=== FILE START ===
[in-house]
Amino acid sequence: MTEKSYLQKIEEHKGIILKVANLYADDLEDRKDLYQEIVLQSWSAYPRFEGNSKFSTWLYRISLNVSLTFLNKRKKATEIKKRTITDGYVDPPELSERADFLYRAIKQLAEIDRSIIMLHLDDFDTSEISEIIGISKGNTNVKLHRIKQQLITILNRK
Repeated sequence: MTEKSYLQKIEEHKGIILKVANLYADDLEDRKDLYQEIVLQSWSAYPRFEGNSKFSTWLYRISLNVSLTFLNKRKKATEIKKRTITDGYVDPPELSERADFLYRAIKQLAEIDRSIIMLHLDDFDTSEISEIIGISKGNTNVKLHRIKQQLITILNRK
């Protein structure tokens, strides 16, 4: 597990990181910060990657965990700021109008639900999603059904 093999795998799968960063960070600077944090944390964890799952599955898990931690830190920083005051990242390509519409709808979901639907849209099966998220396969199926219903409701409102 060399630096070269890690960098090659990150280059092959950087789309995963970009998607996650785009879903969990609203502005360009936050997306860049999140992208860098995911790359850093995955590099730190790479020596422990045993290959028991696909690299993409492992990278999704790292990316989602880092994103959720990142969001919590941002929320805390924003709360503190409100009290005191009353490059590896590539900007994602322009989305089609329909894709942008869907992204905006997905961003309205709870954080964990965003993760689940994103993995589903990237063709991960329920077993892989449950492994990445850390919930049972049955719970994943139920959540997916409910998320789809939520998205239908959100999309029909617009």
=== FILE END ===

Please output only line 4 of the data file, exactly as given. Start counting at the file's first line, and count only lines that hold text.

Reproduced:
């Protein structure tokens, strides 16, 4: 597990990181910060990657965990700021109008639900999603059904 093999795998799968960063960070600077944090944390964890799952599955898990931690830190920083005051990242390509519409709808979901639907849209099966998220396969199926219903409701409102 060399630096070269890690960098090659990150280059092959950087789309995963970009998607996650785009879903969990609203502005360009936050997306860049999140992208860098995911790359850093995955590099730190790479020596422990045993290959028991696909690299993409492992990278999704790292990316989602880092994103959720990142969001919590941002929320805390924003709360503190409100009290005191009353490059590896590539900007994602322009989305089609329909894709942008869907992204905006997905961003309205709870954080964990965003993760689940994103993995589903990237063709991960329920077993892989449950492994990445850390919930049972049955719970994943139920959540997916409910998320789809939520998205239908959100999309029909617009």